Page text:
Understand the complexities and nuances of the Bankruptcy Code to better advise clients and prepare for court.
By Diane Davis
A bank that sent out seven account statements on a debtors’ revolving credit account violated the automatic bankruptcy stay, the U.S. Bankruptcy Court for the District of Puerto Rico held May 24 ( Vazquez v. Oriental Bank (In re Vazquez) , 2017 BL 174172, Bankr. D.P.R., No. 15-00131, 5/24/17 ).
The automatic stay prohibits communication by a creditor to a debtor to collect on a debt incurred before the debtor filed for bankruptcy.
Communications that overtly demand payments, coerce the recipient to provide payment, or lack an informational purpose are barred after the bankruptcy filing, Judge Mildred Caban Flores wrote May 24.
Oriental Bank, which knew about the bankruptcy of debtors Jose Luis Quiles Vazquez and Raquel Eunice Dietsch Martinez, said that the account statements were issued by mistake due to a “technical error” in their computer system.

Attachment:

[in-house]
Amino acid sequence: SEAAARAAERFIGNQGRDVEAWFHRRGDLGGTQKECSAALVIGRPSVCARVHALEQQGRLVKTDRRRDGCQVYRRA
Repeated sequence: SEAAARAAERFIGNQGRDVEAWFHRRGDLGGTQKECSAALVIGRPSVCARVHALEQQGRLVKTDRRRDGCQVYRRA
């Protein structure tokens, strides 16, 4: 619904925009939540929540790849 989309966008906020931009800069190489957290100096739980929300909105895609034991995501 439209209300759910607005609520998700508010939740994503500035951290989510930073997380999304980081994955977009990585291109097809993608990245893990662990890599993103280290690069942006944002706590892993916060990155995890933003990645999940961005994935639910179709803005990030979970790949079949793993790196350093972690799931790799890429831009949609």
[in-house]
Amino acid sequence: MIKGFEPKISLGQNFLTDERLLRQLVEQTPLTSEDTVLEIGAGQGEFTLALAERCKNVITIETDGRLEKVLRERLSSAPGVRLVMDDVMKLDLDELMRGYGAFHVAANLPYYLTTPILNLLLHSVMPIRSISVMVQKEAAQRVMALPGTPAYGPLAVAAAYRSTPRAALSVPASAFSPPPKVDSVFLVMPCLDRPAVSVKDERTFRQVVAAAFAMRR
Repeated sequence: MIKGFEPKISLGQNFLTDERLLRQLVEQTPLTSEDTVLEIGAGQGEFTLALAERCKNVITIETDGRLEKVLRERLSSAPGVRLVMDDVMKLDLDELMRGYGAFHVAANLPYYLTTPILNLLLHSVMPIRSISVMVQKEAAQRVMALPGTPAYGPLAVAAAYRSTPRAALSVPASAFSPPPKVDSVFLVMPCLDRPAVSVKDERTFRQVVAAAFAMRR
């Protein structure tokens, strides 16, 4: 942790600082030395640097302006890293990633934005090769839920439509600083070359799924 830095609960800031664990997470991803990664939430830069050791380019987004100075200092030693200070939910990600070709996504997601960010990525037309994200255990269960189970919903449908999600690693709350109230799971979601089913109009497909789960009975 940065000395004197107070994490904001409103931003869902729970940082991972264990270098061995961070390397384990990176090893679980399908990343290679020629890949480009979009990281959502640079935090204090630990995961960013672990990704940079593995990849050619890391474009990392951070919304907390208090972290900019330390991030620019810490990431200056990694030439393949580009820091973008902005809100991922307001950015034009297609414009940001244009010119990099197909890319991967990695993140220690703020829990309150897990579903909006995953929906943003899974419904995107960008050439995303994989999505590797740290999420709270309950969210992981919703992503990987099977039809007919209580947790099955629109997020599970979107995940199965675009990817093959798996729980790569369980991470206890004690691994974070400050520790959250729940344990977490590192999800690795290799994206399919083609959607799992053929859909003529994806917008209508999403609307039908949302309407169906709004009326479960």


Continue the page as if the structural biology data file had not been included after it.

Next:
But that’s not a valid defense, and several other courts have rejected it, the court said.
A “creditor’s internal disorder doesn’t excuse it from violating the automatic stay,” it said, citing In re Wedco Manufacturing Inc.
The statements were coercive in nature even though they didn’t demand payment, the court held. The statements indicated that payment should be made at a specific time and provided the debtors’ account balance, amount due, due date, and interest payable.
Two other account statements for a different account merely informed them of new fees and earnings on interest. These statements didn’t violate the automatic stay, the court said.
Almeida & Davila PSC, San Juan, P.R., represented Vazquez and Martinez. Jaime Ruiz Saldana, San Juan, P.R., represented Oriental Bank.
To contact the reporter on this story: Diane Davis in Washington at DDavis@bna.com
To contact the editor responsible for this story: Jay Horowitz at JHorowitz@bna.com
Copyright © 2017 The Bureau of National Affairs, Inc. All Rights Reserved.
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